Biden says the Trump White House won't give him COVID stockpile information. Here it is.

Sharon Weinberger and Jana Winter
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·3-min read

WASHINGTON — President-elect Joe Biden blasted the Trump administration Wednesday for refusing to share information needed to help his incoming team battle the coronavirus pandemic, including data on supplies in the national stockpile.

“We’ve been unable to get access to the kinds of things we need to know about the depths of the stockpiles,” he said during a roundtable with frontline health workers. “We know there’s not much at all.”

A copy of those stockpile numbers — dated Nov. 16 — was provided to Yahoo News, which is publishing them. The numbers appear to show progress in some areas, such as in the stockpile of N95 respirators and ventilators, but also makes clear that earlier Trump administration promises to bolster the stockpile have fallen short.

Strategic National Stockpile
Strategic National Stockpile

President Trump has frequently blamed the Obama administration for not leaving a sufficient supply of equipment in the National Strategic Stockpile, even falsely claiming the country was left with no ventilators.

“The cupboard was bare,” Trump told ABC News in the spring. “The other administration, the last administration, left us nothing.”

There were actually 16,600 ventilators in the stockpile when the pandemic started.

Biden’s remarks on Wednesday, however, could also be seen as not totally accurate, though he was not specific about what areas he regarded as low. There are now, for example, almost 153,000 ventilators in the stockpile, according the report obtained by Yahoo News, or almost 10 times the number at the beginning of the pandemic.

The Biden campaign did not immediately respond to a request for comment.

US President-elect Joe Biden answers questions from the press at The Queen in Wilmington, Delaware on November 16, 2020. (Roberto Schmidt/AFP via Getty Images)
US President-elect Joe Biden answers questions from the press at The Queen in Wilmington, Delaware on November 16, 2020. (Roberto Schmidt/AFP via Getty Images)

There are also now in the stockpile about 135 million N95 masks — an item that has been in short supply since the beginning of the pandemic. The Trump administration had previously promised there would be 300 million N95s in the stockpile by the fall.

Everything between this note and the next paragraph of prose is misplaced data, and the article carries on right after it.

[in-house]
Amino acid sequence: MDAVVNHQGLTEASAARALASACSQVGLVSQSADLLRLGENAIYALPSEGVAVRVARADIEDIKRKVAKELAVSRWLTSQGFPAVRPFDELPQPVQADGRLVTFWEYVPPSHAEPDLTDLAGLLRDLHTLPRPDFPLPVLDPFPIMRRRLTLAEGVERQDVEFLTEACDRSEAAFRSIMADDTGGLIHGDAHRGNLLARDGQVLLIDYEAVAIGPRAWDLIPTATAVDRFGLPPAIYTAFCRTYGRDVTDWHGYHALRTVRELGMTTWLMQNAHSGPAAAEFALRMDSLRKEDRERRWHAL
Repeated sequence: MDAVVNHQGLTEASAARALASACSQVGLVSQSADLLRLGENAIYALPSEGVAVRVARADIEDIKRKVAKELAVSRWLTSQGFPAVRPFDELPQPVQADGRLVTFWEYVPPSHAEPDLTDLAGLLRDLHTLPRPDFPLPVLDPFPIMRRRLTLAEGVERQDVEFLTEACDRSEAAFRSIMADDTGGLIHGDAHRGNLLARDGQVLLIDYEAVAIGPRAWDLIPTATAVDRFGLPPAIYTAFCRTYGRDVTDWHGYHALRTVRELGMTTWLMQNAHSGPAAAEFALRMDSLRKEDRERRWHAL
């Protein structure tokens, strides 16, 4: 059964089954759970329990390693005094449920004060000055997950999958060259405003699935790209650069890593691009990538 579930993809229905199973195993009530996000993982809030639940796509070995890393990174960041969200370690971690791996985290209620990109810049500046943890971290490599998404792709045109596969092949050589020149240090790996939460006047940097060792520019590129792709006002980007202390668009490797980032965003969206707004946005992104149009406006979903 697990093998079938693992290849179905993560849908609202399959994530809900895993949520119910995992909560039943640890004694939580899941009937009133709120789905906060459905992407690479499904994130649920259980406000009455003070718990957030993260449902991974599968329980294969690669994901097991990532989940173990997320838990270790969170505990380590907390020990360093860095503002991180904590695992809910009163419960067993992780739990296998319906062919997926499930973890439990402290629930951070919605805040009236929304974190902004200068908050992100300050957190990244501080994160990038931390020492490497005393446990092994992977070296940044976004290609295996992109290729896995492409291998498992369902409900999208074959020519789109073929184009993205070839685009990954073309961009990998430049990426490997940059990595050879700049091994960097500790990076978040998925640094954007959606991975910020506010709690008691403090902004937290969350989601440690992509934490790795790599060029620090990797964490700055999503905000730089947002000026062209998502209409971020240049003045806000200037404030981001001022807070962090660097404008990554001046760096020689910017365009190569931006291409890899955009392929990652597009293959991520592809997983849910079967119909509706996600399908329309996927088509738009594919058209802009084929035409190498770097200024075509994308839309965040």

In September a spokesperson for U.S. Department of Health and Human Services, which manages the stockpile, told Yahoo News that it has contracts in place to produce a total of 800 million N95s by the end of 2021. “By the end of 2020, the SNS will hold 22 times more N95 respirators than pre-pandemic inventory levels,” the spokesperson said.

In a statement Wednesday evening to Yahoo News, an HHS spokesperson defended the department’s efforts to increase the stockpile. “It is important to note that HHS is taking care not to disrupt the commercial supply chain that is providing critical and immediate needs for healthcare facilities, and replenishment is ongoing in order to provide additional supplies to the areas experiencing increased rates of infection,” the spokesperson wrote. “Supplies in the [Strategic National Stockpile] inventory are available for immediate deployment to areas where states cannot meet needs from their own stockpiles or are unable to secure sufficient product from the commercial market.”

HHS referred questions about Biden’s comments to the General Services Administration, which is responsible for signing off on paperwork that provides incoming presidential administrations with resources designed to facilitate the transition. The head of GSA has so far declined to sign the necessary paperwork.

Biden has also criticized the Trump administration for not sharing information on the COVID vaccines, which will need to be distributed next year.

“Unless [information about the vaccines] is made available soon, we’re going to be behind by weeks or months being able to put together the whole initiative relating to the biggest promise we have with two drug companies coming along and finding 95 percent effectiveness, efficiency in the vaccines, which is enormous promise,” he said.

“That’s the only slowdown right now we have.”

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